HealthDay News – Acute myocardial infarction (MI) survivors with higher levels of education are less likely to develop heart failure, according to a study published online July 20 in the European Journal of Preventive Cardiology.
The study included 70 506 patients in Norway, aged 35 to 85 years. All had been hospitalized for incident acute MI between 2001 and 2009. None had a history of heart failure at the start of the study. By the end of 2009, 17.7% of patients had been diagnosed with early-onset heart failure.
Compared to patients with only 10 years of schooling, the risk of heart failure was 9% lower among those with high school or vocational school diplomas. For those who’d completed college or university, the risk of developing heart failure was 20% lower. Another 11.8% of patients were diagnosed with late-onset heart failure.
Compared to patients with 10 years of schooling, the risk was 14% lower among those with high school or vocational school diplomas. For those who completed university or college, the risk of late-onset heart failure was 27% lower.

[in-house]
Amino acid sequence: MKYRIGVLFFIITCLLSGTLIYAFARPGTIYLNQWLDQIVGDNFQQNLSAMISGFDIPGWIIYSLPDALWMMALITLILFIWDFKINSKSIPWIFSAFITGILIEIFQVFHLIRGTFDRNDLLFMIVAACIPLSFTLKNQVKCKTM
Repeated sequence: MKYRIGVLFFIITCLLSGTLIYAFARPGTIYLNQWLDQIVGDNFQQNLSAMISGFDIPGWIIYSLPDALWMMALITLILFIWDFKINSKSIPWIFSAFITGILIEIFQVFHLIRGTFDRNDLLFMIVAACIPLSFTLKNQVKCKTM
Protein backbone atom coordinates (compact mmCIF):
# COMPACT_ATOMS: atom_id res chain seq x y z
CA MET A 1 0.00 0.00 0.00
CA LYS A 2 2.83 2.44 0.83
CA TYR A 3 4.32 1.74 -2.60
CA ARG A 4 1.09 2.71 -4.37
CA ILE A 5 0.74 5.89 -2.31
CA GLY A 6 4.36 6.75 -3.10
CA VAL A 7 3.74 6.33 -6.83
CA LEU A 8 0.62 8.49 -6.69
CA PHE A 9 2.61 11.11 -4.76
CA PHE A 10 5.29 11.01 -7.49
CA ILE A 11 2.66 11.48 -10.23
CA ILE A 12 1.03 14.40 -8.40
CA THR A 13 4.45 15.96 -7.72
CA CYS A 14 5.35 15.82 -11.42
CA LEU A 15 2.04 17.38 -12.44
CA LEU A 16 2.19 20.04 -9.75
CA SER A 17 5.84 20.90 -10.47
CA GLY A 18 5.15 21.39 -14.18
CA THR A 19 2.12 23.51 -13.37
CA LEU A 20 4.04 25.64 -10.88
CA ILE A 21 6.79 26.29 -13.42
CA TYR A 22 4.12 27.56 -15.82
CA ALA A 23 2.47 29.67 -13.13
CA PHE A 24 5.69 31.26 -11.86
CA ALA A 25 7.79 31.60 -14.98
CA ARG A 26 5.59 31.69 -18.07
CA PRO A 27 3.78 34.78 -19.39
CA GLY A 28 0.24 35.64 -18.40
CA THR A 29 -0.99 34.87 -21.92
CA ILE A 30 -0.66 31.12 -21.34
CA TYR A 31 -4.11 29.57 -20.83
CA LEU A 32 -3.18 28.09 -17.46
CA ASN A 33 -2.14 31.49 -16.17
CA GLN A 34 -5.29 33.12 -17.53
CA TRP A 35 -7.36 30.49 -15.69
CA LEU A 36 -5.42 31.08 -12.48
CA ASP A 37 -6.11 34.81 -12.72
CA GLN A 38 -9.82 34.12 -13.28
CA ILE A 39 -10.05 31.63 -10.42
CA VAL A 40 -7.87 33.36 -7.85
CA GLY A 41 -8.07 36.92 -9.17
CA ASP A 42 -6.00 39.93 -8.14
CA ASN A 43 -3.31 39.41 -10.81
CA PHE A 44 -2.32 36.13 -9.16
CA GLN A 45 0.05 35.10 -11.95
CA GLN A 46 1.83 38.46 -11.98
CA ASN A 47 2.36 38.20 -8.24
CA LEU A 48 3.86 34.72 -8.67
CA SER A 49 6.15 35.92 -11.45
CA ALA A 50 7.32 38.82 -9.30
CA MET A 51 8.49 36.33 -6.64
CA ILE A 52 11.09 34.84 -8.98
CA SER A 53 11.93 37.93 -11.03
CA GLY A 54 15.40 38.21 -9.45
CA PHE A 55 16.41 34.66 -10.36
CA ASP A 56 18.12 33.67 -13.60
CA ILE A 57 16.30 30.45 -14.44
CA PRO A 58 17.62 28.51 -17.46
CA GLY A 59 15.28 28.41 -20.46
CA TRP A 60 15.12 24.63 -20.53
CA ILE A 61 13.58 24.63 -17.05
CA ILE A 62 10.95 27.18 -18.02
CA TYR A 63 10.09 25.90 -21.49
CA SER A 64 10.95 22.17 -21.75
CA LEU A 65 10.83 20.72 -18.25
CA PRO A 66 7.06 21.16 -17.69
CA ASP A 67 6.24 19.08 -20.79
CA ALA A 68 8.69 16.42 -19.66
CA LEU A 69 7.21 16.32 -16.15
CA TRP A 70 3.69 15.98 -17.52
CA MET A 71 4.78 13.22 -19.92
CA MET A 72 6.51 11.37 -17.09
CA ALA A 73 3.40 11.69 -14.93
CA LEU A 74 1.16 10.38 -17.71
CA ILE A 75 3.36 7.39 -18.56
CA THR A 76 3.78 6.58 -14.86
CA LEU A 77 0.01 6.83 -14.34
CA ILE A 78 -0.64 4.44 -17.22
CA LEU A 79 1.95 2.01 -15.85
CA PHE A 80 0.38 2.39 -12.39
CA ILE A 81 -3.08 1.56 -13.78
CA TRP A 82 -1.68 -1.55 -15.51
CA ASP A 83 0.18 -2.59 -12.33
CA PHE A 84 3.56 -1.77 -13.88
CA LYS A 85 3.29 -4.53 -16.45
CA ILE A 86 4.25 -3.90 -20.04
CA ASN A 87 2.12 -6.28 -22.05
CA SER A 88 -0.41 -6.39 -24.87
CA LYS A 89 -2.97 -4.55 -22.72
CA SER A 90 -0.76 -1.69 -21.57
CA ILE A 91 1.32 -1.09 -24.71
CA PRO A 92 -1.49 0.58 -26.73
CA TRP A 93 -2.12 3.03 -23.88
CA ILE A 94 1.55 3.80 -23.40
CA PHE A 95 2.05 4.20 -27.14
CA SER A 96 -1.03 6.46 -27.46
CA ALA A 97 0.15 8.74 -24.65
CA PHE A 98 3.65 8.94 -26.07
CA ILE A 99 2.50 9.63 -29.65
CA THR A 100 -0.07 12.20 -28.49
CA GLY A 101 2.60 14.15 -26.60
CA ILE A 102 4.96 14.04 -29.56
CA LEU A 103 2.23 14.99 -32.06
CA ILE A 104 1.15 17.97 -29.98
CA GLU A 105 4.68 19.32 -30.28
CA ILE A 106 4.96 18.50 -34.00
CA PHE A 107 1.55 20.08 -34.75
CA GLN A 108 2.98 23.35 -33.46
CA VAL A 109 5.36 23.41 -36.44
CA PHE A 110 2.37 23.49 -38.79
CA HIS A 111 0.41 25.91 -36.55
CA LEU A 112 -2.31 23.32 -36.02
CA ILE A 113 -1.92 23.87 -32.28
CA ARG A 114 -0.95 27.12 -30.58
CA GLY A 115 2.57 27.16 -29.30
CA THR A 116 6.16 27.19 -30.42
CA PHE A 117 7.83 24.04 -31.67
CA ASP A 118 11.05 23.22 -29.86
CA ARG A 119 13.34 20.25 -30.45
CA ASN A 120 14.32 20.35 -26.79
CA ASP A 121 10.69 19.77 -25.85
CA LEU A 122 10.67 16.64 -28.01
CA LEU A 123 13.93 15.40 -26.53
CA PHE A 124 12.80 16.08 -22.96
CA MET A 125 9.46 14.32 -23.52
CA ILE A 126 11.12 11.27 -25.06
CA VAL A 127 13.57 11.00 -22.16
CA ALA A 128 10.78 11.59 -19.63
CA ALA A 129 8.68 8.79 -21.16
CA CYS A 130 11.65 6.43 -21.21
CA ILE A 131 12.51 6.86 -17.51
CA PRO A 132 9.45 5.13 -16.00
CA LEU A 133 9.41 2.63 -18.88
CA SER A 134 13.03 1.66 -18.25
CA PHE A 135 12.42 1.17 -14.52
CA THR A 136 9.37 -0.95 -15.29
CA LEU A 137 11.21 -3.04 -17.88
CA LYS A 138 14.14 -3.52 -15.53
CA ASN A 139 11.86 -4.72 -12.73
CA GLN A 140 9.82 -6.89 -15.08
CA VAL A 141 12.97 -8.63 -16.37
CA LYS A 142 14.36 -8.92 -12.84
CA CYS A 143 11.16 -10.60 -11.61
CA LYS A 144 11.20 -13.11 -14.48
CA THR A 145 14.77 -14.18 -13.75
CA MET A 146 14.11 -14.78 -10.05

When researchers focused on patients who underwent myocardial revascularization after acute MI, the risk of heart failure was 16% lower among those with high school or vocational school diplomas, and 33% lower among those who’d completed college or university, compared to those with only 10 years of schooling. The link between higher levels of education and lower risk of heart failure was similar in men and women, researchers found.
Sulo G, Nygard O, Vollset SE, et al. Higher education is associated with reduced risk of heart failure among patients with acute myocardial infarction: a nationwide analysis using data from the CVDNOR project. Eur J Prev Cardiol. 2016. doi: 10.1177/2047487316655910.